heat conduction without grease.

Another interesting factoid, the Drain of the Jfet in the F3 does
not use an insulating pad - the part is insulated by the grease
and the anodizing.

  Reply With Quote
Old 5th April 2010, 02:33 AM   #7670
diyAudio Member
 
acold7dusta's Avatar
 
Join Date: Sep 2009
Location: Buffalo, NY
Quote:
Originally Posted by Renron View Post
Just to be clear on this. No one is suggesting using A/S without an insulator like mica or a Silpad.

Yep, very thin layer. We use a razor blade to scrape (gently) off the excess, it's only to fill in the micro pores of the heatsink / heat generating device.

Ron
otherwise you get a direct short from drain to ground, like me

(measured and confirmed all your suspicions)
__________________
Squeezebox Touch>Coax>MH Dac 25.2>Marantz PM-15S1>Seas Thor (Small)/Beyerdynamic DT770

Last edited by acold7dusta; 5th April 2010 at 02:35 AM.
  Reply With Quote

Reply


Hide this!Advertise here!
Thread Tools Search this Thread
Search this Thread:

Advanced Search

Posting Rules
You may not post new threads
You may not post replies
You may not post attachments
You may not edit your posts

BB code is On
Smilies are On
[IMG] code is On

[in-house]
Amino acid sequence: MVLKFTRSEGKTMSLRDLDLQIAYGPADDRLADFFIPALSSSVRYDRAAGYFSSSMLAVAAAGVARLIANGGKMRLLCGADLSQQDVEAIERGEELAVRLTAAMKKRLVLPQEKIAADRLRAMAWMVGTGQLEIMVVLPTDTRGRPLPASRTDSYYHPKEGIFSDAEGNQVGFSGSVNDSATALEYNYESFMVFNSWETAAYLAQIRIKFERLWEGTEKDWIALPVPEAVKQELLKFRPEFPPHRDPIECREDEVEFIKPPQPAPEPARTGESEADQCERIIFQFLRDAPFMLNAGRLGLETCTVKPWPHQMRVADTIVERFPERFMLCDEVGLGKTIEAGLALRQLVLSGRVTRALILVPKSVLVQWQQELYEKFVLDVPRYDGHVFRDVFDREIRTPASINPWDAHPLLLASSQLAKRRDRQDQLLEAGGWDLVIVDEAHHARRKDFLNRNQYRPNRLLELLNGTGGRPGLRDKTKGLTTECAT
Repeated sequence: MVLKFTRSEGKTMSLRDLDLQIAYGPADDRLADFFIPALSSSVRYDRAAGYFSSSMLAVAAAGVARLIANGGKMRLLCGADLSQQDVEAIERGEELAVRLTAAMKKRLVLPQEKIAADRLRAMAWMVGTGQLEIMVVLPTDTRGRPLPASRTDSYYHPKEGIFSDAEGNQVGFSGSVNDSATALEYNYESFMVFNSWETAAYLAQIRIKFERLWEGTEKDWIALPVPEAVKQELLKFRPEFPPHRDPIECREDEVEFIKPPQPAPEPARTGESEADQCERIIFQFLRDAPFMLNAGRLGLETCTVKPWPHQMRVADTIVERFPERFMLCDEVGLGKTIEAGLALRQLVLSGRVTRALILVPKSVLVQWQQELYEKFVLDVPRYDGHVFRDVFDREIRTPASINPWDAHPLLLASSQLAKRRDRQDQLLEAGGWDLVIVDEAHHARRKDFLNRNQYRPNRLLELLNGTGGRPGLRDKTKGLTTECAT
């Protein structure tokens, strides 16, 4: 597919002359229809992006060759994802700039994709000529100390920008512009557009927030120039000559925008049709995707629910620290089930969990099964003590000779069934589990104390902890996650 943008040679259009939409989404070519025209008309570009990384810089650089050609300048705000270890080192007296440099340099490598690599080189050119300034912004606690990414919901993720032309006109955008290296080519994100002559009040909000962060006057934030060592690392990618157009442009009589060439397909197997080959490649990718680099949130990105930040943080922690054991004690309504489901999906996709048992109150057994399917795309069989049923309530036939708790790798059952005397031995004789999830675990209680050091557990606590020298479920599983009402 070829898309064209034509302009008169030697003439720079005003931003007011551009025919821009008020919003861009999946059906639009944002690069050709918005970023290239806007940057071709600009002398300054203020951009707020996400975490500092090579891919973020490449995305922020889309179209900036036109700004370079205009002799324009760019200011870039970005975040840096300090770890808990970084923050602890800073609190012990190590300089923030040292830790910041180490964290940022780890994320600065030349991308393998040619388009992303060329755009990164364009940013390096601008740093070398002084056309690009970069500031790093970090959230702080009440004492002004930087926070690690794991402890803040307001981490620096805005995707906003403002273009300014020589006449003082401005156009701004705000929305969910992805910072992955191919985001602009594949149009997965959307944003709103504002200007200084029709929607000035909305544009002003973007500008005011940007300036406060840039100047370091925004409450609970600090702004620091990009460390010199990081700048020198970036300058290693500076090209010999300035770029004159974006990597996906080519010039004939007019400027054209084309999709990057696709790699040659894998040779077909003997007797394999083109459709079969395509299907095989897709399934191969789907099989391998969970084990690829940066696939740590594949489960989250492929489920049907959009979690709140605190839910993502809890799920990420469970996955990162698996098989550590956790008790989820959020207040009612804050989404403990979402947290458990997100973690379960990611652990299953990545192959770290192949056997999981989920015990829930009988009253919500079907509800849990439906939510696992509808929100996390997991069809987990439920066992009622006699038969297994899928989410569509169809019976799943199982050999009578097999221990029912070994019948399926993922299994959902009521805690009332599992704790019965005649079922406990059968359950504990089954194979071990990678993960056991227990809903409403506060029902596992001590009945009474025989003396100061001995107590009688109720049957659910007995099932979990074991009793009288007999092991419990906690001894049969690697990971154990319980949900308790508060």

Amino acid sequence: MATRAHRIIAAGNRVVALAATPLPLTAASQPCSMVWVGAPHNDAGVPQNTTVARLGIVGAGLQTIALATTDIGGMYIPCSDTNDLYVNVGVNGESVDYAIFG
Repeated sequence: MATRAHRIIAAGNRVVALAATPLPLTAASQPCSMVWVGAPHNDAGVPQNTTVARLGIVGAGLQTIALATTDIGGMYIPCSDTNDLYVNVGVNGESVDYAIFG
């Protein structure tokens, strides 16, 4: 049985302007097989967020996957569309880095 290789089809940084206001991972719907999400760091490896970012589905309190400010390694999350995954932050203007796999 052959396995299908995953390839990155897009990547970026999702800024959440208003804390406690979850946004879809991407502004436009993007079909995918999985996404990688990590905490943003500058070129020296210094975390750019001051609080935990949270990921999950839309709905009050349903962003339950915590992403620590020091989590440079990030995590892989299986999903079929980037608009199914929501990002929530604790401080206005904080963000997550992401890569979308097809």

HTML code is Off
Trackbacks are Off
Pingbacks are Off
Refbacks are Off


Similar Threads
Thread Thread Starter Forum Replies Last Post
Rockford Fosgate Power 20001 bd amplifier power rating?? pachoorion Car Audio 8 8th May 2011 10:49 PM
Power transformers versus amplifier output power..what is your option? destroyer X Solid State 38 9th May 2009 05:23 PM
McIntosh Power Amplifier Power Guard johnnyrt Solid State 2 23rd August 2007 10:22 PM
Output power for a power amplifier Progg70 Solid State 33 10th September 2006 08:44 AM
Amplifier 3000 Wats Rms Power + Smps Higcht Power Bestiality MARAVILLASAUDIO Class D 1 5th November 2004 04:06 PM


New To Site? Need Help?

All times are GMT. The time now is 04:00 PM.


vBulletin Optimisation provided by vB Optimise (Pro) - vBulletin Mods & Addons Copyright © 2014 DragonByte Technologies Ltd.
Copyright 1999-2014 diyAudio

Content Relevant URLs by vBSEO 3.3.2